Financial Express (India)
Indo-Japan economic pact to see the light of day within year
Saturday, March 10, 2007
NEW DELHI, MAR 9: India and Japan will ink the Comprehensive Economic Partnership Agreement (CEPA) in the next one year, minister of state for industry Ashwani Kumar said on Friday.
Speaking at a symposium on ‘Japan-India Strategic Partnership in the era of Asian Regional Integration’, organized by the Confederation of Indian Industry (CII), the minister said that Japan had committed that a special economic relationship will be clinched within one year.
Katsuhito Asano, senior vice minister in the Japanese ministry of foreign affairs said that the first strategic dialogue on the Economic Partnership Agreement (EPA) at the foreign minister level would be held in Japan next month.
Asano said Japan is a major donor to SAARC countries and considering the regional dynamism in South Asia, India and Japan might be able to establish new, more efficient methods to utilise this assistance for regional projects.
Speaking on the occasion, Rakesh Mohan, deputy governor, Reserve Bank of India, said deeper and more intensive policy work is the oil needed to lubricate economic linkages between India and Japan towards greater regional integration in Asia.
Trade integration in Asia had, thus far, been far ahead of financial integration, he said, calling for greater involvement of Asian banks and institutions in the region’s business arrangements.
Mohan said the RBI had increased the weight of Asian currencies in its exchange rate index to facilitate investment and trade.
Noting that Indo-Japan engagement had not reached its full potential despite the early exchanges between the two countries, notably in the auto sector and the quality movement, he called for more focus on the “nitty -gritty’ issues to pave the way for wider agreements and treaties for mutual benefit. Such facilitative policy spadework would lead to greater engagement at all levels, economic, social, academic and cultural, and ensure that no more opportunities were missed, he said. “ Everything is in place, we have to take advantage of this,” he added.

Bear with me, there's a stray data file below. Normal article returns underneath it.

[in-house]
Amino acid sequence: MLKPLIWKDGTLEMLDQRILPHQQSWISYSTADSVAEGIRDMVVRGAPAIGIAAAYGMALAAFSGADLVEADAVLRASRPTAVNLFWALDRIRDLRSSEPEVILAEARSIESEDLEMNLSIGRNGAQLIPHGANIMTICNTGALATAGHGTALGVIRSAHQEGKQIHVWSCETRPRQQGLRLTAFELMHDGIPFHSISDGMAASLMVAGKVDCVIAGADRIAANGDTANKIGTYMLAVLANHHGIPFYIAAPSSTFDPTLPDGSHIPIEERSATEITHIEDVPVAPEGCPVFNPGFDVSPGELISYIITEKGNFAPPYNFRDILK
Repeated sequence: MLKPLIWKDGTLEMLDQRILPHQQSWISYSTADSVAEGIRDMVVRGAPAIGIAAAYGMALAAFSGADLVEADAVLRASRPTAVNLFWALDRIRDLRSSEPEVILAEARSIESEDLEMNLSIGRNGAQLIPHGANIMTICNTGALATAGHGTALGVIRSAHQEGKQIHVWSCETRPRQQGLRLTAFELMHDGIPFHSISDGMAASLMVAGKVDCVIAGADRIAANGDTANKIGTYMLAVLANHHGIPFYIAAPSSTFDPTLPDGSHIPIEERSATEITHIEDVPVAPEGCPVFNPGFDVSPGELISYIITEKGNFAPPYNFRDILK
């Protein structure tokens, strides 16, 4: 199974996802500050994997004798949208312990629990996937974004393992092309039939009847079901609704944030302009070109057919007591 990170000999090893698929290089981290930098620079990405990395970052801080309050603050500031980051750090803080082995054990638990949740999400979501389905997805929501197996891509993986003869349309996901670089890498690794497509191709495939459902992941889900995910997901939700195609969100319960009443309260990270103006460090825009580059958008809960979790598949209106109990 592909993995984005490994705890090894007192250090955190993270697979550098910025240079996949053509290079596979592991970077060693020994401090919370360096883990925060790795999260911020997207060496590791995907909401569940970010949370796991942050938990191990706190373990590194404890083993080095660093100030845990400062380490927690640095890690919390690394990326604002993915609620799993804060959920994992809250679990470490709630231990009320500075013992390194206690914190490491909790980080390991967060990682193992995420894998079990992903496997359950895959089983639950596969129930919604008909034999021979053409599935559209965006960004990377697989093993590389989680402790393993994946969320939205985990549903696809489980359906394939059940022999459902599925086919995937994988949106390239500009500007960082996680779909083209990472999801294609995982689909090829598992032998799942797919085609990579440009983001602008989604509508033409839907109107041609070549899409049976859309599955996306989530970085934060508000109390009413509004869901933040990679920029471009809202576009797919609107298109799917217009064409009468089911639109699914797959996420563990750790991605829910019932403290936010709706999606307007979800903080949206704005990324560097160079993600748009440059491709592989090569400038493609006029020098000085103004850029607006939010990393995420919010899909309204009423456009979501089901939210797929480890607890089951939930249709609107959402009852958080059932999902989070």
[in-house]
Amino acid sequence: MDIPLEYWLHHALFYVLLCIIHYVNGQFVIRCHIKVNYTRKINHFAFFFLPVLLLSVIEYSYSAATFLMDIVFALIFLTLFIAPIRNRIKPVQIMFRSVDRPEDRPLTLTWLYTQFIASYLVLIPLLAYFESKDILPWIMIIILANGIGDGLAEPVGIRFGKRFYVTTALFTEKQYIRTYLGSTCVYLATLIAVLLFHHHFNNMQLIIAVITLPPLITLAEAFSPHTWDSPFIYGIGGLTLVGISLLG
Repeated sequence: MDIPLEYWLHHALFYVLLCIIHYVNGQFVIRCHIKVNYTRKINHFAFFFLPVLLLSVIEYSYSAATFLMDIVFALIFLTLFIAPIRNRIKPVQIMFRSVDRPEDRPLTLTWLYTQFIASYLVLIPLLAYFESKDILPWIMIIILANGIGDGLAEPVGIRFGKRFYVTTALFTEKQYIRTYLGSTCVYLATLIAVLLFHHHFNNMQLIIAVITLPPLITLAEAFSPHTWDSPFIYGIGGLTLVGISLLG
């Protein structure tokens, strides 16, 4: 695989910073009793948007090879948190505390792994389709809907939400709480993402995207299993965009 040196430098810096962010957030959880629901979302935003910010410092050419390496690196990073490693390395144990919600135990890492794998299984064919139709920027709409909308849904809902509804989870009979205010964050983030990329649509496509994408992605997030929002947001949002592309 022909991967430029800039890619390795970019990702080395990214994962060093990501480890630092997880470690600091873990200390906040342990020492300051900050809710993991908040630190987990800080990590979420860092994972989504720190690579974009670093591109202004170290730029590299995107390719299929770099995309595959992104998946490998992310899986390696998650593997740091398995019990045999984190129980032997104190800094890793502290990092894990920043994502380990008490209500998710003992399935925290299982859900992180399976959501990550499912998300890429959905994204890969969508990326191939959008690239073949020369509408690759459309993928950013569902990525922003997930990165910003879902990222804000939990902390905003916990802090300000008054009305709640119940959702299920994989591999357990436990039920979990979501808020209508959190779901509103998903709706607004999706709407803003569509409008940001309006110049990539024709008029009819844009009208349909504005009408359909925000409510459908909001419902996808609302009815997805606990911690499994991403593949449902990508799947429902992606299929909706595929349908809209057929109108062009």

The past decade of liberalization all over the world, had, paradoxically, been accompanied by an ‘epidemic’ of regional agreements, said Dr Mohan, noting that last year had witnessed 211 regional agreements, almost a ten fold increase over a decade ago.
• The first strategic dialogue on the Economic Partnership Agreement (EPA) at the foreign minister level would be held in Japan next month
• The RBI had increased the weight of Asian currencies in its exchange rate index to facilitate investment and trade
India, too, was now keenly pursuing deeper integration within Asia, as evidenced by its agreements with countries like Singapore, Sri Lanka, among others, and the dramatic increase in its trade with China.
Yasukuni Enoki, Ambassador of Japan to India, said that the first - ever invitation by the SAARC summit to Japan as an observer is an example of acceptance of Japan’s contribution to the region and will consolidate the relationship with SAARC countries.
The main hurdles facing Japanese investment in India were inadequate infrastructure, complicated legal and taxation system and insufficient rules and regulations for interstate transactions, said Mikio Sasaki, Chairman, Mitsubishi Corporation.
These challenges could be met by the India - Japan EPA, for which negotiations had already been initiated, government initiatives through a judicious mix of grant aid, Yen credit loan and technical assistance, and India-Japan Strategic Global Partnership, he suggested. The Japan International Cooperation Agency (JICA) would continue to support India in infrastructure, HRD and environment.